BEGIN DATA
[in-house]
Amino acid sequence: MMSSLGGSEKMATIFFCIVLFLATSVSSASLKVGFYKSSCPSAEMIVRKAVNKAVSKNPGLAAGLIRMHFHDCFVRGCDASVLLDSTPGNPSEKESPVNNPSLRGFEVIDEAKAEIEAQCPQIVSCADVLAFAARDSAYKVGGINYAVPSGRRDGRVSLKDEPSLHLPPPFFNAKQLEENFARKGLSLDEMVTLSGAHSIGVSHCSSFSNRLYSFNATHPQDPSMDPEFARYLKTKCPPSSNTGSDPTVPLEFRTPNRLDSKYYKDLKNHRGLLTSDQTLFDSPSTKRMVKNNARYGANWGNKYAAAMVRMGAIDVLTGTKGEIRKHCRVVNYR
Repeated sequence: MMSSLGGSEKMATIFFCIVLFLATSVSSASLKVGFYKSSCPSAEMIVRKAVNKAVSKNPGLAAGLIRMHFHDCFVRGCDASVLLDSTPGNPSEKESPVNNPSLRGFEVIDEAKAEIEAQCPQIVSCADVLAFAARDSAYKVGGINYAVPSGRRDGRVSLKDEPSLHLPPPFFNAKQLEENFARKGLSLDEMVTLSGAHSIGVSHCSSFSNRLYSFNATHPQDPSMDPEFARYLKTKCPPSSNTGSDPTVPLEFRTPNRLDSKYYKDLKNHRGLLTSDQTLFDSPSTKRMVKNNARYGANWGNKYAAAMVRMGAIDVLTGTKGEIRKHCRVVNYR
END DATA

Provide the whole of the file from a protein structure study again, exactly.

[in-house]
Amino acid sequence: MMSSLGGSEKMATIFFCIVLFLATSVSSASLKVGFYKSSCPSAEMIVRKAVNKAVSKNPGLAAGLIRMHFHDCFVRGCDASVLLDSTPGNPSEKESPVNNPSLRGFEVIDEAKAEIEAQCPQIVSCADVLAFAARDSAYKVGGINYAVPSGRRDGRVSLKDEPSLHLPPPFFNAKQLEENFARKGLSLDEMVTLSGAHSIGVSHCSSFSNRLYSFNATHPQDPSMDPEFARYLKTKCPPSSNTGSDPTVPLEFRTPNRLDSKYYKDLKNHRGLLTSDQTLFDSPSTKRMVKNNARYGANWGNKYAAAMVRMGAIDVLTGTKGEIRKHCRVVNYR
Repeated sequence: MMSSLGGSEKMATIFFCIVLFLATSVSSASLKVGFYKSSCPSAEMIVRKAVNKAVSKNPGLAAGLIRMHFHDCFVRGCDASVLLDSTPGNPSEKESPVNNPSLRGFEVIDEAKAEIEAQCPQIVSCADVLAFAARDSAYKVGGINYAVPSGRRDGRVSLKDEPSLHLPPPFFNAKQLEENFARKGLSLDEMVTLSGAHSIGVSHCSSFSNRLYSFNATHPQDPSMDPEFARYLKTKCPPSSNTGSDPTVPLEFRTPNRLDSKYYKDLKNHRGLLTSDQTLFDSPSTKRMVKNNARYGANWGNKYAAAMVRMGAIDVLTGTKGEIRKHCRVVNYR